Posted: 4/6/18 at 9:45am. Column by Ed Jordan.
Have you noticed? The world is changing. In the time it takes you to read these three sentences, thousands of changes have occurred in your world. Many of the changes are incidental, like the options you can choose from a menu. But there are other changes that have life-changing ramifications. For those of us who are involved in leading organizations—whether they are churches, businesses, schools, or military groups—the changes are fast and furious, and the familiar systems of old cannot keep up with the speed and number of the changes.
Think of the way listening to music has changed since there were old 78s. Now we just download songs, and a lot of people don’t even know what a 78 is. Google and Wikipedia have replaced the Encyclopedia Britannica. Out with the percolator and in with the K-cup. Innovation, information, and change occurs so rapidly that many of us struggle to keep up.
Those in leadership positions today often feel like the little boy who tried to stop the flood of water from the dike by sticking his thumb in the hole.
The amount of information and the speed of change cannot be held back, nor can it be stopped.
Gen. Stanley McChrystal has written a new book (Team of Teams: New Rules of Engagement for a Complex World) to discuss some of the challenges of being a leader in the rapidly changing world we find ourselves in today. One of Gen. McChrystal’s principles, shared by Tod Bolsinger at a recent conference, is: “Adaptability is the key attribute of leadership today.” The major role of leaders in the 20th century was to manage the plans, programs, and resources of an organization in order to keep it viable and healthy. Managers try to conserve the system as is. They often seek win/win solutions to problems, keeping system harmony through giving each group something they want or need.
However, a new set of skills and techniques are required of 21st century leaders. We must be adaptive. We must help the organization to be continually learning, changing, and adapting, and thus to stay relevant in fulfilling its mission. Adapting requires finding new ways to do things, new ways to organize, or even new ways to get the job done without building an organizational structure. Organizations now must seek to become flexible enough to adapt to the new challenges of quickly deciding and moving to carry out the mission.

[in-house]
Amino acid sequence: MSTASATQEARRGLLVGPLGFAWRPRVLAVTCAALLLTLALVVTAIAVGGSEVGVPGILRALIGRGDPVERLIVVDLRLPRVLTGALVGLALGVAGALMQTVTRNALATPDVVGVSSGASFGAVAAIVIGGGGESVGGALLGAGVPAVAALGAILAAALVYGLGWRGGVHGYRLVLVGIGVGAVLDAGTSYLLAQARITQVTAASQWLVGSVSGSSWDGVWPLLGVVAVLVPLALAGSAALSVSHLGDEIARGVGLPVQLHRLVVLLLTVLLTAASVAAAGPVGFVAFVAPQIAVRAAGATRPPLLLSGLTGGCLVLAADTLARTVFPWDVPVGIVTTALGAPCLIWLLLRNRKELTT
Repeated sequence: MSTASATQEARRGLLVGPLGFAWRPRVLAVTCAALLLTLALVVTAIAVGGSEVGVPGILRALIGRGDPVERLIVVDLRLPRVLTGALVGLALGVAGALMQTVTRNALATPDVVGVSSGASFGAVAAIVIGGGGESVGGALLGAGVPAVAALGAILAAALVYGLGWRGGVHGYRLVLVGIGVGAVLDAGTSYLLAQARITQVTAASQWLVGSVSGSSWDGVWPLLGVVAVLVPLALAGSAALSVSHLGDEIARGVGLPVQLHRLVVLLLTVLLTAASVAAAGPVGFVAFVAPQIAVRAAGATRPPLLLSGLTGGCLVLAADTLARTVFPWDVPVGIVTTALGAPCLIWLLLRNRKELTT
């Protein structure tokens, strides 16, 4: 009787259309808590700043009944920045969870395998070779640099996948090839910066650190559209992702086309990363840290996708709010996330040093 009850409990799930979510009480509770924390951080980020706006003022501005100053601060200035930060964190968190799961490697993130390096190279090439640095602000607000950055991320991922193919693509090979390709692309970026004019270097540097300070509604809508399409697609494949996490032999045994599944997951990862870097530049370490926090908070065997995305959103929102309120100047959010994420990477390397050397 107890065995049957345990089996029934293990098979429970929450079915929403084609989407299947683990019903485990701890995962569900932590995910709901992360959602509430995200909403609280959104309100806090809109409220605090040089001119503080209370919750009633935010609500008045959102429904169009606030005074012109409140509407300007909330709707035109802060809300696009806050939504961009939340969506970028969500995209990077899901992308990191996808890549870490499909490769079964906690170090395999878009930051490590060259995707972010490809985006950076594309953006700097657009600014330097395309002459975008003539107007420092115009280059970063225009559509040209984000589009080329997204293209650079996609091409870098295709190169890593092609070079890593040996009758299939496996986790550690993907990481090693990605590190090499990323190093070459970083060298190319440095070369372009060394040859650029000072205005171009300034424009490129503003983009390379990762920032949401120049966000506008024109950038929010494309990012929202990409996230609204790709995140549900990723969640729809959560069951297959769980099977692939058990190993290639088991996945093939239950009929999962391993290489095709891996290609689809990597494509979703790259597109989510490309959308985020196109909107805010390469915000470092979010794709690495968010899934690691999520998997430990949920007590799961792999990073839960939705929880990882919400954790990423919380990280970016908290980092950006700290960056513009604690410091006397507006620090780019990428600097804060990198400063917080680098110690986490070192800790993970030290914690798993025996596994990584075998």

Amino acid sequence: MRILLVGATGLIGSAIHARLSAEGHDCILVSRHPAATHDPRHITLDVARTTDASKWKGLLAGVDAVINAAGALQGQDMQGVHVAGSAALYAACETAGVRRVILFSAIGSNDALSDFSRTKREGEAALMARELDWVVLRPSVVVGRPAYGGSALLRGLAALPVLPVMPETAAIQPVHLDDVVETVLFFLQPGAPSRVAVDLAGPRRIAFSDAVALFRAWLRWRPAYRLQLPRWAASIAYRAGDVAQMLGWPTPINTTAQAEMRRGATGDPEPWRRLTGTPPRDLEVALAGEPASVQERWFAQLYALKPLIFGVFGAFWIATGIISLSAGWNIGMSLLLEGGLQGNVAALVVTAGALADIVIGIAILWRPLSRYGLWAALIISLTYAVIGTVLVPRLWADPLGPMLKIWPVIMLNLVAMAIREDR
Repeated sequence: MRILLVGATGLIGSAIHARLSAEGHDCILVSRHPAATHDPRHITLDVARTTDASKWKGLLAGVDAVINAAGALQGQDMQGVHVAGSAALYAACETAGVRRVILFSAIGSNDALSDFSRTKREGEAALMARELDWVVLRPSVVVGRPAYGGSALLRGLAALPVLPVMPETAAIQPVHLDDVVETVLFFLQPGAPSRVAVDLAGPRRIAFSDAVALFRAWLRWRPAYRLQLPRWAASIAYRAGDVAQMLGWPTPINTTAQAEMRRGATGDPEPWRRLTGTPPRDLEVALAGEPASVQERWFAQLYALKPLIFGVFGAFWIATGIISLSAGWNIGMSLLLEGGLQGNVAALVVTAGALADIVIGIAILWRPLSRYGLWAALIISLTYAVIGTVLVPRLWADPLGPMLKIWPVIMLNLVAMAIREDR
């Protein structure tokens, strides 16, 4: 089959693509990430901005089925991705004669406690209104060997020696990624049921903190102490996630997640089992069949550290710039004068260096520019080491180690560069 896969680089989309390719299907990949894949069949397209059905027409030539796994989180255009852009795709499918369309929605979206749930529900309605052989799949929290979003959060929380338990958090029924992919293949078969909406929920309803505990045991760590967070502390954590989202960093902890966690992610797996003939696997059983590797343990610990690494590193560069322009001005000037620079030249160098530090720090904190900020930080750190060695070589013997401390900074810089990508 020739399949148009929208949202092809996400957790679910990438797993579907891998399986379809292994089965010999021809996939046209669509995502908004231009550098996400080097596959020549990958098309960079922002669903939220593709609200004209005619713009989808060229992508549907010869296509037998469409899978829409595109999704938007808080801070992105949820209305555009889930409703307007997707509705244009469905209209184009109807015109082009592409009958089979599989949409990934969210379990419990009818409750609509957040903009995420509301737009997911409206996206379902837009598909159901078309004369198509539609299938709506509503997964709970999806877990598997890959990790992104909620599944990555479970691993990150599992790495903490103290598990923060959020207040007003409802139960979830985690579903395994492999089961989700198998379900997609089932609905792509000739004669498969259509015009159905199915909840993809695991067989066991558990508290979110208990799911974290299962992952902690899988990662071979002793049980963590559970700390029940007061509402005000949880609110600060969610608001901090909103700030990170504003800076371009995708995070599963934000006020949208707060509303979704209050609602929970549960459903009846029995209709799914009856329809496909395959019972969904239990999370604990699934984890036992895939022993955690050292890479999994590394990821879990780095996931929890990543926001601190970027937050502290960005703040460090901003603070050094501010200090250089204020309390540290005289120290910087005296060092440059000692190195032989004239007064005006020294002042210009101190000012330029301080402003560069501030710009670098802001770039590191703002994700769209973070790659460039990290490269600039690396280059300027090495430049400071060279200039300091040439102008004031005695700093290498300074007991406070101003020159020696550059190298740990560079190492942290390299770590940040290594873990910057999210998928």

The focus is on accomplishing the mission by using flexible methodology, thought processes, and personnel empowerment in order to adapt and accomplish the mission. The mission will not always go as planned. Often between the planning time and execution of the plan, many major factors have already changed. To succeed in carrying out the mission, one must be able to make decisions on the fly and adapt in midstream, and the systems must flex with those decisions.
Jesus spoke of our need for this adaptability in his parable of the wineskins. In Matthew 9:14 the disciples of John the Baptist asked Jesus why his disciples didn’t fast and follow all the religious rules that they and the Pharisees did. Jesus responded in Matthew 9:17 (NLT): “And no one puts new wine into old wineskins. For the old skins would burst from the pressure, spilling the wine and ruining the skins. New wine is stored in new wineskins so that both are preserved.” New wine is still fermenting and expanding. Much like our world, it is in flux and change. Jesus said that you don’t put new wine in the old containers—or the old systems—because the stress and pressure of the new causes the old to split and break. New wine needs new systems.
If old systems are going to be able to utilize new wine, they must become flexible and adaptable. If old systems are rigid and unwilling to adapt, then new, lively, fermenting wine will destroy the old container, losing both the container and the new product. To do new things, we must adapt our systems and participants to be flexible enough to collaborate with new, lively expressions.
Addressing new needs and challenges with obsolete systems, thinking, or functioning is self-defeating. New wine requires new thinking, new systems, and new adaptive, flexible functioning. The word for 21st century churches and organizations is, “Be flexible and adapt.”